A decade ago, the small Central Oregon town of Prineville was left out of a new fiber optic loop and lacked the reliable high-speed Internet connections necessary to attract the data centers now popping up there.
See my story here on how Prineville got connected to the fiber optic network. With my colleagues Dylan Darling and Duffie Taylor, I also looked at how data centers’ draw on resources – power, water, fiber optic lines – will impact the region in the future. Find that story here.
Deschutes County is expanding mental health services after being warned it could lose money if it didn’t improve access to care.
In February, the county was placing people who requested routine mental health care on a callback list. Patients who were going through mental health crises got help immediately, but the waiting list to schedule routine care grew to more than 100 people by the beginning of February, according to records obtained by The Bulletin through a public records request.
Some patients waited 30 to 60 days for someone to call them back and schedule an appointment, said Jeff Emrick, program support manager for Deschutes County Health Services.
This raised concerns at the agency that oversees the state and federal funds the county had been getting. The Accountable Behavioral Health Alliance, or ABHA, realized the county was not meeting the state’s requirement to provide patients covered by the Oregon Health Plan with prompt access to mental health care.
Read the rest of my story here.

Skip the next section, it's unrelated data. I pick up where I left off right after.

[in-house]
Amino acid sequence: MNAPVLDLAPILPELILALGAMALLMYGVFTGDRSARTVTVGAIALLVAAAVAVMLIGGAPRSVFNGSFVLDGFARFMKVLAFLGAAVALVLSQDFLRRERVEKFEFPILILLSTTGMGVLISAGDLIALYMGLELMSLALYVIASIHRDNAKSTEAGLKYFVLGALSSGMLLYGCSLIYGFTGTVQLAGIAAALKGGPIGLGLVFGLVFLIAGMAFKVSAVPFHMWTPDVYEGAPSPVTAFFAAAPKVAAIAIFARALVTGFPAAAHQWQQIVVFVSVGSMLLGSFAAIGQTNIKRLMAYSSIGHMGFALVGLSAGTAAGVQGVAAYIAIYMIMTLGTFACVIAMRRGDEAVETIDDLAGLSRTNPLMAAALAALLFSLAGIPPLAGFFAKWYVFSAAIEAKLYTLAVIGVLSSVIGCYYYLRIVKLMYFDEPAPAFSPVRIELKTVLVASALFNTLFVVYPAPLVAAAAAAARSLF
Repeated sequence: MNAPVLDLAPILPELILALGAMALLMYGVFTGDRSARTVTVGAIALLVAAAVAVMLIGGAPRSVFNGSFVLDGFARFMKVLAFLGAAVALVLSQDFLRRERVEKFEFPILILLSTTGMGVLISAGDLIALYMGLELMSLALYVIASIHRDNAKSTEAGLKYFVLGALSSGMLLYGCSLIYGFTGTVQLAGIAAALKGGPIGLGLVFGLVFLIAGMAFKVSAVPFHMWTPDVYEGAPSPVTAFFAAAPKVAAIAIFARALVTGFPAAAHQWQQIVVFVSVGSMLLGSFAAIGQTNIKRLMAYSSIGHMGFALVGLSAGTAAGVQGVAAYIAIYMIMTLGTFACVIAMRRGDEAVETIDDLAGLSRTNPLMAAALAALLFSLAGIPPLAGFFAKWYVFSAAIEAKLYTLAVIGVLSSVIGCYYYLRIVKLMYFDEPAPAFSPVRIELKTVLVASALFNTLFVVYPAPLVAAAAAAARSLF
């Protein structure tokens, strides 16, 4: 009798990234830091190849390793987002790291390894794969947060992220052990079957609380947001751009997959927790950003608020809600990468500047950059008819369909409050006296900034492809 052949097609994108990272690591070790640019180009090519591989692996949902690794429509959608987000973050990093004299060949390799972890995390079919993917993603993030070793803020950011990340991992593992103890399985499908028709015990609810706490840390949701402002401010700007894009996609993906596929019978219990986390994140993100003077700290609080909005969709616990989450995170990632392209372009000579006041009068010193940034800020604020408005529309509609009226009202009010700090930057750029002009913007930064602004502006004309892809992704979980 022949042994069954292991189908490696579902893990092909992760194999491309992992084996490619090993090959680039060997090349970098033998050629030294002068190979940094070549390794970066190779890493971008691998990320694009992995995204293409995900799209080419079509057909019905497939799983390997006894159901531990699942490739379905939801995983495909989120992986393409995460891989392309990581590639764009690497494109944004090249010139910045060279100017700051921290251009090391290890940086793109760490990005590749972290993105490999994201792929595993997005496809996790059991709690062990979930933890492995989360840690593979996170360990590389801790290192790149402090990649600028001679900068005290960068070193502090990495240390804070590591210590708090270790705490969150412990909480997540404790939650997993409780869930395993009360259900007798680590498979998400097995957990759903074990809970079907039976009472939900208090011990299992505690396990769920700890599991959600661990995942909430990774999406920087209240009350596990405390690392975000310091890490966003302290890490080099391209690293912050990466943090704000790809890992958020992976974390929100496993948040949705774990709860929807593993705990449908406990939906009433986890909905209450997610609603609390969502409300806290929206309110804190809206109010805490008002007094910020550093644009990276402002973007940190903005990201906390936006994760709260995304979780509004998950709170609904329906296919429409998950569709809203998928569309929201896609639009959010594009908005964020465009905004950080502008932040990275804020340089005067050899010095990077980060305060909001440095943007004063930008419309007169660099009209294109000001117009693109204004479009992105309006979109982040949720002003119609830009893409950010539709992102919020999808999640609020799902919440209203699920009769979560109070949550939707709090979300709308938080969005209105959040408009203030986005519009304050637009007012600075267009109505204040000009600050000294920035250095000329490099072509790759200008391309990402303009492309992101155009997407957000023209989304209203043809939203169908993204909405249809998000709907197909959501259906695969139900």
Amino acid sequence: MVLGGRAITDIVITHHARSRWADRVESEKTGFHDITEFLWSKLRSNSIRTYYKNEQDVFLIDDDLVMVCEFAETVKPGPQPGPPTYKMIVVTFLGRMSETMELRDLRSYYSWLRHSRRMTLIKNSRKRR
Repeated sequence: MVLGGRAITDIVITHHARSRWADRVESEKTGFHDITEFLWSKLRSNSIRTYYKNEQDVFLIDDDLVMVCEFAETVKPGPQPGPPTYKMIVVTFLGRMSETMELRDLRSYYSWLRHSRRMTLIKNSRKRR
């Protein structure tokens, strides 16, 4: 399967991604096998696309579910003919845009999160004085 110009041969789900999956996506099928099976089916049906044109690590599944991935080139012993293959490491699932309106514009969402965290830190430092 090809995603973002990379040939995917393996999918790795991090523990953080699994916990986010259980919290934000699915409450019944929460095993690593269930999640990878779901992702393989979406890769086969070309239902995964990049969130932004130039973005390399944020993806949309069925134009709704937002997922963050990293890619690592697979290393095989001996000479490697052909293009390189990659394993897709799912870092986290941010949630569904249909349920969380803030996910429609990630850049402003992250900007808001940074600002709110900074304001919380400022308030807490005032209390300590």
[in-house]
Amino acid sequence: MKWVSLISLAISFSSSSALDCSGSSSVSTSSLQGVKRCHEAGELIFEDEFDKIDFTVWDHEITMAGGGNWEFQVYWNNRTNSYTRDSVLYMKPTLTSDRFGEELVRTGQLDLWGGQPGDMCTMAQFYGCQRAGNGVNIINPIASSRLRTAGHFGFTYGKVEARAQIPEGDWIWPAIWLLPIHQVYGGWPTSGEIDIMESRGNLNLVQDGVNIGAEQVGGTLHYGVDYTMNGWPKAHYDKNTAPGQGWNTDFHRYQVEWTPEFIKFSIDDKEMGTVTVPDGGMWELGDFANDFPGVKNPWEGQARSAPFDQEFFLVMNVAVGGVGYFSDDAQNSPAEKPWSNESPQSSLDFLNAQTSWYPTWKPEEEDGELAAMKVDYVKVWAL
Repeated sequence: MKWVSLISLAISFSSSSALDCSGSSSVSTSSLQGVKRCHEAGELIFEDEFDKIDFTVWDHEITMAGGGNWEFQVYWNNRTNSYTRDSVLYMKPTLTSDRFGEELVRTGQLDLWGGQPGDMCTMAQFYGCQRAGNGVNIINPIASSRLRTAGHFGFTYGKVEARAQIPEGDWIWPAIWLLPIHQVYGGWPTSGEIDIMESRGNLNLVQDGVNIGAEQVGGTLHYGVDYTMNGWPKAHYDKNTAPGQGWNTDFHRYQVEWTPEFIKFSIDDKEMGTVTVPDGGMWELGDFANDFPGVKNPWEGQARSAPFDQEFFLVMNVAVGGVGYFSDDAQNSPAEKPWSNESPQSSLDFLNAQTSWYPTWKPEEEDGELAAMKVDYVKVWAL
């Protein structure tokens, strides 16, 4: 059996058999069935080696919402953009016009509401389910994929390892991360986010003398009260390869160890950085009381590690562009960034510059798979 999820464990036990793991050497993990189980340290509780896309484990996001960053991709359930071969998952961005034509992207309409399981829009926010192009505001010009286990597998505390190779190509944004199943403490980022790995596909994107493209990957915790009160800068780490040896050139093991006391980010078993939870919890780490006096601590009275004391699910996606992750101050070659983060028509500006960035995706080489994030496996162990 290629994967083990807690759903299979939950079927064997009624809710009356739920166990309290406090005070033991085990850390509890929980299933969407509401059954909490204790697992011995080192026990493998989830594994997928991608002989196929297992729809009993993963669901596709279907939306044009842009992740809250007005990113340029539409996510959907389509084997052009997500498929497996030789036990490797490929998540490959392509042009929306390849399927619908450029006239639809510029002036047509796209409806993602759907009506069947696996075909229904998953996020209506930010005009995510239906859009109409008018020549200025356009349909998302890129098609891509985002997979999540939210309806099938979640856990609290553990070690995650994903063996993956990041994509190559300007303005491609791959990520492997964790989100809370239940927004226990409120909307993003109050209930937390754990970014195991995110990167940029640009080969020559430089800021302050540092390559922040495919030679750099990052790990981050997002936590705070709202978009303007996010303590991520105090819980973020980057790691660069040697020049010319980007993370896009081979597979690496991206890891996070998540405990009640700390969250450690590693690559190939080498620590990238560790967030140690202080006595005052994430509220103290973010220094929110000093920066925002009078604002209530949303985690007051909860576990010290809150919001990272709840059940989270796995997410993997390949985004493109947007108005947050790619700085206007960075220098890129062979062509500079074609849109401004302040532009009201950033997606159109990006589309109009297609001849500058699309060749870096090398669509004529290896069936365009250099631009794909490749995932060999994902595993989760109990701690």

During the long and painful decline in Deschutes County’s construction industry, local officials have learned to treat any positive economic signs with caution.
So the news this week that July was the best month for home-building activity in rural county areas in nearly three years got a lukewarm reception. It’s too soon to tell whether the numbers are a fluke, but the city of Bend has noticed an increase in home building for several months.
Read the rest of my story here, or check out the AP version on The Register-Guard website.
The Oregon State Bar said Deschutes County District Attorney Patrick Flaherty was incorrect when he said the release of personal information about his employees broke the law.
In a June 9 letter to Flaherty, Susan Roedl Cournoyer, the state bar’s assistant disciplinary counsel, also suggested Flaherty’s actions — regarding a grand jury he convened in February to investigate the matter — violated state bar rules against conflicts of interest and “conduct prejudicial to the administration of justice.”
Read the rest of the story here.
I’m in the capital this week, covering stories such as this:
State health plan draws union fire
The New York Times writes today about the national backlog of foreclosed, bank-owned homes, which I wrote about in Central Oregon earlier this month.
Here is the AP version of my story, from The Register-Guard website:
BEND — A Deschutes County commissioner wants to cut District Attorney Patrick Flaherty’s salary by 20 percent on grounds the prosecutor is wasting taxpayer money for a grand jury investigation into the way the county handled a public records request by The Bulletin newspaper.
Commissioner Tony DeBone said reducing the district attorney’s salary will help offset the cost of the investigation, The Bulletin reported.
To view the rest of the story, click here.
The costs of a grand jury inquiry into the release of Deschutes County district attorney’s records are mounting as the investigation enters its third week.
County officials are preparing to hire an outside attorney to advise them on the investigation because they believe their legal department is the target of the grand jury. Meanwhile, county staff spent 87 hours gathering records they were ordered to provide to the grand jury last week, according to information the county released Tuesday.
Continue reading the story here.